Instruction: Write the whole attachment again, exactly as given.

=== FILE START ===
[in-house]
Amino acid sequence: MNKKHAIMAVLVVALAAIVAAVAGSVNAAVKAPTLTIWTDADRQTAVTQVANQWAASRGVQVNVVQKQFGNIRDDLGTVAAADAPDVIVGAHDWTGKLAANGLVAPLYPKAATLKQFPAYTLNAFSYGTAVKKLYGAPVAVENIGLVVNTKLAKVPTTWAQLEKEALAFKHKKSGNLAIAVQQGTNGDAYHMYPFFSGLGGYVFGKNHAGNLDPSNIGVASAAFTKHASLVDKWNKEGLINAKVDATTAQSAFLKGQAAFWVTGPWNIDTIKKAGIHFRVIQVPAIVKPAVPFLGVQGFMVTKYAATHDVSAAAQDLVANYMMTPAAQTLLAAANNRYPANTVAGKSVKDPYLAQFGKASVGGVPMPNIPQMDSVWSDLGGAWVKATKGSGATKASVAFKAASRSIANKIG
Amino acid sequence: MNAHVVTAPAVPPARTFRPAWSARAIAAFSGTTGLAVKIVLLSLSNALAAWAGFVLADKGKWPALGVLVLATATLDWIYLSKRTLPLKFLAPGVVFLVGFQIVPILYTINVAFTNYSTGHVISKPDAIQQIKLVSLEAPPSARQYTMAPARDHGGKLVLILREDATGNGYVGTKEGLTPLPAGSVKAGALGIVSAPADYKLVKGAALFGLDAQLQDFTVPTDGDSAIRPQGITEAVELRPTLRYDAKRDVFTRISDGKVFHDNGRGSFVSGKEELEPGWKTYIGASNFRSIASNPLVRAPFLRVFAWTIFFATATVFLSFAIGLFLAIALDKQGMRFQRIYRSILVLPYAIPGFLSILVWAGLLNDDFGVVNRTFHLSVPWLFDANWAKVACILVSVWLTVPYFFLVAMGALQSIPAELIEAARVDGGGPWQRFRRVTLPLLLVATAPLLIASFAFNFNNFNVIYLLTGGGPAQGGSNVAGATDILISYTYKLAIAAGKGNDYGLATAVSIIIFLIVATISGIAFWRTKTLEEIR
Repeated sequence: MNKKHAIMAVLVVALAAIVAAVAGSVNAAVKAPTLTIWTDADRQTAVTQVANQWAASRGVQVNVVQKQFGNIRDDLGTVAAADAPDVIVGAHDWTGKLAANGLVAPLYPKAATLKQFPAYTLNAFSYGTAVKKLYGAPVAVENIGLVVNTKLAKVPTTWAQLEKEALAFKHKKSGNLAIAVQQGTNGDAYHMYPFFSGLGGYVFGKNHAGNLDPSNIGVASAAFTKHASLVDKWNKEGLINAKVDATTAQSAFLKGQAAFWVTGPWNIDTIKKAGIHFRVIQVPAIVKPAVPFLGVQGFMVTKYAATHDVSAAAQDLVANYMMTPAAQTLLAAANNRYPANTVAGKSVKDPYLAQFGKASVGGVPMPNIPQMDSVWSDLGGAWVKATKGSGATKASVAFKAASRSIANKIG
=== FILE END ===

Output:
[in-house]
Amino acid sequence: MNKKHAIMAVLVVALAAIVAAVAGSVNAAVKAPTLTIWTDADRQTAVTQVANQWAASRGVQVNVVQKQFGNIRDDLGTVAAADAPDVIVGAHDWTGKLAANGLVAPLYPKAATLKQFPAYTLNAFSYGTAVKKLYGAPVAVENIGLVVNTKLAKVPTTWAQLEKEALAFKHKKSGNLAIAVQQGTNGDAYHMYPFFSGLGGYVFGKNHAGNLDPSNIGVASAAFTKHASLVDKWNKEGLINAKVDATTAQSAFLKGQAAFWVTGPWNIDTIKKAGIHFRVIQVPAIVKPAVPFLGVQGFMVTKYAATHDVSAAAQDLVANYMMTPAAQTLLAAANNRYPANTVAGKSVKDPYLAQFGKASVGGVPMPNIPQMDSVWSDLGGAWVKATKGSGATKASVAFKAASRSIANKIG
Amino acid sequence: MNAHVVTAPAVPPARTFRPAWSARAIAAFSGTTGLAVKIVLLSLSNALAAWAGFVLADKGKWPALGVLVLATATLDWIYLSKRTLPLKFLAPGVVFLVGFQIVPILYTINVAFTNYSTGHVISKPDAIQQIKLVSLEAPPSARQYTMAPARDHGGKLVLILREDATGNGYVGTKEGLTPLPAGSVKAGALGIVSAPADYKLVKGAALFGLDAQLQDFTVPTDGDSAIRPQGITEAVELRPTLRYDAKRDVFTRISDGKVFHDNGRGSFVSGKEELEPGWKTYIGASNFRSIASNPLVRAPFLRVFAWTIFFATATVFLSFAIGLFLAIALDKQGMRFQRIYRSILVLPYAIPGFLSILVWAGLLNDDFGVVNRTFHLSVPWLFDANWAKVACILVSVWLTVPYFFLVAMGALQSIPAELIEAARVDGGGPWQRFRRVTLPLLLVATAPLLIASFAFNFNNFNVIYLLTGGGPAQGGSNVAGATDILISYTYKLAIAAGKGNDYGLATAVSIIIFLIVATISGIAFWRTKTLEEIR
Repeated sequence: MNKKHAIMAVLVVALAAIVAAVAGSVNAAVKAPTLTIWTDADRQTAVTQVANQWAASRGVQVNVVQKQFGNIRDDLGTVAAADAPDVIVGAHDWTGKLAANGLVAPLYPKAATLKQFPAYTLNAFSYGTAVKKLYGAPVAVENIGLVVNTKLAKVPTTWAQLEKEALAFKHKKSGNLAIAVQQGTNGDAYHMYPFFSGLGGYVFGKNHAGNLDPSNIGVASAAFTKHASLVDKWNKEGLINAKVDATTAQSAFLKGQAAFWVTGPWNIDTIKKAGIHFRVIQVPAIVKPAVPFLGVQGFMVTKYAATHDVSAAAQDLVANYMMTPAAQTLLAAANNRYPANTVAGKSVKDPYLAQFGKASVGGVPMPNIPQMDSVWSDLGGAWVKATKGSGATKASVAFKAASRSIANKIG